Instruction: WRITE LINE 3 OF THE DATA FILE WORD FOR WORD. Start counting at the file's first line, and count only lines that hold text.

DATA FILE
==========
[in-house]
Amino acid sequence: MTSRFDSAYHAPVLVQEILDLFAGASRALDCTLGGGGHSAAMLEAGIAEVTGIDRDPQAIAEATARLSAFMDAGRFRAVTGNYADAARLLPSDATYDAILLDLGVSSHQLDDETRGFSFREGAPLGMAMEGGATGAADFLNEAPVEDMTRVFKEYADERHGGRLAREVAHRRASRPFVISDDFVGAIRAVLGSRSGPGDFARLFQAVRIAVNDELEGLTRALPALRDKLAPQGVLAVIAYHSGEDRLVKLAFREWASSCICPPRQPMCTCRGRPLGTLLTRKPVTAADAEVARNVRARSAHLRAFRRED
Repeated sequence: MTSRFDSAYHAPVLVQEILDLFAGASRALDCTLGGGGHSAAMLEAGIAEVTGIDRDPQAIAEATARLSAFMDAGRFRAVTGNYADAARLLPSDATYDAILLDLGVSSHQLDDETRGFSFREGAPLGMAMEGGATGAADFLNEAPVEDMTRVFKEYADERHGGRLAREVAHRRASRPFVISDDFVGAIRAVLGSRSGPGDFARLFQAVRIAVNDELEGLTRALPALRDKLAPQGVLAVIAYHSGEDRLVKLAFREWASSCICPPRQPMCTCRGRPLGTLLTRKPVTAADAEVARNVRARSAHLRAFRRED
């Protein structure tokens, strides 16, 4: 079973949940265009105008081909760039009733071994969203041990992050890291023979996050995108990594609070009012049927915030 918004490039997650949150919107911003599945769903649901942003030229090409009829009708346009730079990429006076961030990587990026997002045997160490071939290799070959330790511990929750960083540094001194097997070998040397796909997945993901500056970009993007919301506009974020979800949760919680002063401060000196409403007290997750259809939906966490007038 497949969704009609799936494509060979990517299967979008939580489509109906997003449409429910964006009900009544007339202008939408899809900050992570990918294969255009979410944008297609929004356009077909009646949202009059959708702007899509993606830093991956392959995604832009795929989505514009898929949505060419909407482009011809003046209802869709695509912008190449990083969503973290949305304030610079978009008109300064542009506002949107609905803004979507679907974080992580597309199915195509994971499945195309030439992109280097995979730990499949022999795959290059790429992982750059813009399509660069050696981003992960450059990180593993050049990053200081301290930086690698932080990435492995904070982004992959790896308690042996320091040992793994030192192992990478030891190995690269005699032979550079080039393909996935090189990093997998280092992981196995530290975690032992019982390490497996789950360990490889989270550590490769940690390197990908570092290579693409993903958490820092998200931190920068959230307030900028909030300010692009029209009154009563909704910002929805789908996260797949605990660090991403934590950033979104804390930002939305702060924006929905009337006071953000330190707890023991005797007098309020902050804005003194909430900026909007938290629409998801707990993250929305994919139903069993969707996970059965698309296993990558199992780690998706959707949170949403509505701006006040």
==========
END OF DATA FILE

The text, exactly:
Repeated sequence: MTSRFDSAYHAPVLVQEILDLFAGASRALDCTLGGGGHSAAMLEAGIAEVTGIDRDPQAIAEATARLSAFMDAGRFRAVTGNYADAARLLPSDATYDAILLDLGVSSHQLDDETRGFSFREGAPLGMAMEGGATGAADFLNEAPVEDMTRVFKEYADERHGGRLAREVAHRRASRPFVISDDFVGAIRAVLGSRSGPGDFARLFQAVRIAVNDELEGLTRALPALRDKLAPQGVLAVIAYHSGEDRLVKLAFREWASSCICPPRQPMCTCRGRPLGTLLTRKPVTAADAEVARNVRARSAHLRAFRRED